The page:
Kunthur-Kalluru lakes are situated in Kollegala taluk of Chamrajanagara district. These tanks were dependent on monsoon rain are now getting filled by Kabini dam canals. Water released for winter crop from Kabini dam fills these low lying and shallow tanks. Regularly, these lakes are supporting huge congregation of migratory water birds during winter (the reason behind declaring these lakes as IBA and proposed Ramsar Wetland).
These lakes resemble many other shallow Duggatti, Yelandur, Yeriyur, Kestur, Mullur, Malligehalli, Maddur, Kollegala, Mamballi, Hirekere lakes spread out at the foothills of BR Hills (Biligirirangana Hill), located in Kollegala, Yelandur and Chamarajanagara taluks of Chamarajanagara district. Topo sheet of the year 1910 depicts entire area as marsh. In summer, tanks gets dried up. Extensive growth of Ipomea carnea in all the tanks is noticeable.
Ipomea thicket provides secured shelter for huge congregations of Rosy Starling, Streaked-weaver Bird, and Bunting coinciding with paddy harvesting. Impenetrable vegetation within water body provides most secured foraging and roosting for migratory ducks, may be the reason for higher congregation. Trailing the tanks bunds, backwaters, and fields – covering the tanks one after other whole day for winter waterfowl census in mid-January is really an attainment. One might come across very rare bird species of Mysore area like White-bellied Sea-eagle, White Stork, flocks of great short-Lark, Citrine Wagtail, Gadwall, Brahminy Duck and so on. Last few seasons water bird count tells the best part of the story.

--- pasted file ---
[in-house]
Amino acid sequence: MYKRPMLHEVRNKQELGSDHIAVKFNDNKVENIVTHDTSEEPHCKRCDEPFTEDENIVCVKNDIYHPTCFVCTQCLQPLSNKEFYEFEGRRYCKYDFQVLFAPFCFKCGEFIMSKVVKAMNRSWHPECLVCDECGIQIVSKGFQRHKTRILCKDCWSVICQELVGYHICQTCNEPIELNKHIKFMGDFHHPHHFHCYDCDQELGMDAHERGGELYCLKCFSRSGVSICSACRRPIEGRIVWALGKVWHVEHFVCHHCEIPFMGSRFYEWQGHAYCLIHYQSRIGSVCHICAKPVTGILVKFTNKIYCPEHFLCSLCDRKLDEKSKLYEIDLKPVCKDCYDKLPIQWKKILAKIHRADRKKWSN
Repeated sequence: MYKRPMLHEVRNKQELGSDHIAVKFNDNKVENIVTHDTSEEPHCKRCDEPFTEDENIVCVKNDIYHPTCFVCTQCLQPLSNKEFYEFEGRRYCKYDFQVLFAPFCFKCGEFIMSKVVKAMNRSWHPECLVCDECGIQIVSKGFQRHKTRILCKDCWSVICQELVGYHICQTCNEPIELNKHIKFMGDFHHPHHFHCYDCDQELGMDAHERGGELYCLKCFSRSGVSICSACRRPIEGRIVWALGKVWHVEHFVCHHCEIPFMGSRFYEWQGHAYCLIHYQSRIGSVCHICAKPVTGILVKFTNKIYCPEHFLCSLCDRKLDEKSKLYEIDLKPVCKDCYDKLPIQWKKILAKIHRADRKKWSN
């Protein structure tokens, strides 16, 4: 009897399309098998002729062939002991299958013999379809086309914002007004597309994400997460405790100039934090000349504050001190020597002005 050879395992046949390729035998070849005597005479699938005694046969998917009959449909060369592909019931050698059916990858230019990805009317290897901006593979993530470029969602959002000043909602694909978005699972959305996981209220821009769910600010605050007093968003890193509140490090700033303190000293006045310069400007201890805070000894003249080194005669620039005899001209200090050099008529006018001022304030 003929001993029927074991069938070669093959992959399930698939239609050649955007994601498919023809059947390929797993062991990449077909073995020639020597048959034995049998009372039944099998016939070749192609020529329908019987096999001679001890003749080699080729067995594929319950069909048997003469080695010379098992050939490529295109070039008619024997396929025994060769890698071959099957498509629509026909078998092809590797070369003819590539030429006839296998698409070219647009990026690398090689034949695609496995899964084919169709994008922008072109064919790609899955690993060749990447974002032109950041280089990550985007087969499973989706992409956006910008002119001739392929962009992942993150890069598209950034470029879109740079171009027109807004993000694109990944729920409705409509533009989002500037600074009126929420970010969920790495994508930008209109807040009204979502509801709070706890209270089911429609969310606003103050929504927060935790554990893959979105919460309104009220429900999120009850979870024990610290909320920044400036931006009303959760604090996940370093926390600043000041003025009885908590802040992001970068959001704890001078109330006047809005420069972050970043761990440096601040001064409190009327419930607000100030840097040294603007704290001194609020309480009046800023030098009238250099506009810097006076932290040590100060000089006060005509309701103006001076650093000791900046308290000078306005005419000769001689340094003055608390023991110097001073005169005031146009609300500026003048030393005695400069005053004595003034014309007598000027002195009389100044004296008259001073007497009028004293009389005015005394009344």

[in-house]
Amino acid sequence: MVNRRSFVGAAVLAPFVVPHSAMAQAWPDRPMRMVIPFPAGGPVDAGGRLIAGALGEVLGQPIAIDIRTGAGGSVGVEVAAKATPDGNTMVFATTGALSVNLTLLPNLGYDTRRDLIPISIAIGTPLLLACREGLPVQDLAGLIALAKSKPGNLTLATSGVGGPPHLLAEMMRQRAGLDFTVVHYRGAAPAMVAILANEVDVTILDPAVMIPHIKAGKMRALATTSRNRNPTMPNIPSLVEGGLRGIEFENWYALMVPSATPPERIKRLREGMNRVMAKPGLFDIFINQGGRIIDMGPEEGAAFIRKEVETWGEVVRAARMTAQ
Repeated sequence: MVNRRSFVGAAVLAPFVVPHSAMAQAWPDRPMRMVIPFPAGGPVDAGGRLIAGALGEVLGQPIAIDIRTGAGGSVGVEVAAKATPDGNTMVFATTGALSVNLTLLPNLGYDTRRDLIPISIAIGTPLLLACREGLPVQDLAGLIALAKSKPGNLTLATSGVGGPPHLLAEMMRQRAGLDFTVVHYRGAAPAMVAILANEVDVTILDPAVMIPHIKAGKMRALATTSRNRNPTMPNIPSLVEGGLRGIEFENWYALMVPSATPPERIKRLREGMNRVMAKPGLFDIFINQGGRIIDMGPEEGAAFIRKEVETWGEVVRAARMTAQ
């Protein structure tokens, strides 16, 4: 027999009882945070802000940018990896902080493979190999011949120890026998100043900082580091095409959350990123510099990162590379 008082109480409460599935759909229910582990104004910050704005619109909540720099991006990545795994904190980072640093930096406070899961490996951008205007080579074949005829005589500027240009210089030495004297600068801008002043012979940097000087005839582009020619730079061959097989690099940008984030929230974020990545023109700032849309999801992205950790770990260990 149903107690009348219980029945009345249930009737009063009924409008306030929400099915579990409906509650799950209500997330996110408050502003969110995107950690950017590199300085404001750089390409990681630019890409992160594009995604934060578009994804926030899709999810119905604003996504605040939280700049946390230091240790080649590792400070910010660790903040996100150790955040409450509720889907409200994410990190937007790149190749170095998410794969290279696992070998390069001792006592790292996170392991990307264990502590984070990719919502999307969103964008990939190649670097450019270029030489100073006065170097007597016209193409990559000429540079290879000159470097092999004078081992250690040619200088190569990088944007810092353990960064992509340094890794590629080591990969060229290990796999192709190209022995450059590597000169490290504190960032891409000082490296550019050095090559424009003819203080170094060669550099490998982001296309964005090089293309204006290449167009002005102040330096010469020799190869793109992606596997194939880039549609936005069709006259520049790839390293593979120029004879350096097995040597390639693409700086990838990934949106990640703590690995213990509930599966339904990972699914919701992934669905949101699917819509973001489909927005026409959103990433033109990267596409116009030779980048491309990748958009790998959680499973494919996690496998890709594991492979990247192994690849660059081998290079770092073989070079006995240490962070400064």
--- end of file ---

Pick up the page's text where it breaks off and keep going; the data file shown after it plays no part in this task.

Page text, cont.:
Fig: Submerged vegetation in tank water
Other than lone sighting of Indian Courser Cursorius coromandelicus at Hirikere, Chamarajanagara by Siddaramaiah & Jayadeva (1992); Bustard, Florican, Sandgrouse and Flamingos mentioned by Sanderson (1879) stationed at Hunsur, Mysore district have not been recorded.
Phythian-Adams (1940) observes that during 1925 to 1939, congregation of Demoiselle Cranes Grus virgo in 1000s at Kapila river near Nanjanagudu, Yelandur Tanks, and at confluence of River Kapila, Cauvery at T.Narasipura was a common feature during winter; and were flying over Mysore city regularly is a mirage now. In recent years few individual Demoiselle Cranes were recorded twice at Maddur kere (Yelandur) and KRS backwaters (Shivaprakash 2002).
Fig: Local children enjoying bird watching
Fig: Close up of White Stork,
Photo by Shivashankar Naik
There is a lone sighting record of Pied Tits Parus nuchalis at Santhemaralli by Tiwari (1999), Chamarajanagar district located in Mysore area. We have not observed the Pied Tit here, probably because Tit is known to move over 5–7 km for foraging. However, Pied Tits Parus nuchalis have been recorded in eastern part of Male Mahadeshwara hills (Sadananda et al. 2010).
Three minor Harrier roosts involving different combination of Pallid Circus macrourus and Montagu's Circus pygargus, Western Marsh Circus aeruginosus, and Pied C. melanoleucos have been recorded (Thejaswi 2004) at Mandakalli grassland, Yedathore and Yelandur.
In order to save Great Indian Bustard Ardeotis nigricepsin, a rare bird in all parts of its habitat at that period, from extinction Phythian-Adams (1940) suggested vehemently for complete protection both from professional snares and sportsmen after three rendezvous with Bustards. Bustard habitats mentioned by Phythian-Adams were investigated thoroughly for remnants in Santhemaralli-Kavalande, and Vadgal plains but failed to find any.
Fig: Close up of Comb Duck Fig: Congregation of migratory Ducks in large numbers
Comb Ducks have been recorded thrice during non-winter in flight; attempts were made to find their possible nesting location in tree holes at Yelandur sector tanks in addition to KRS Backwaters, didn’t yield any positive result. Single largest known congregation of 91 Comb Ducks was recorded in Kallur tank on 21 February 2010.
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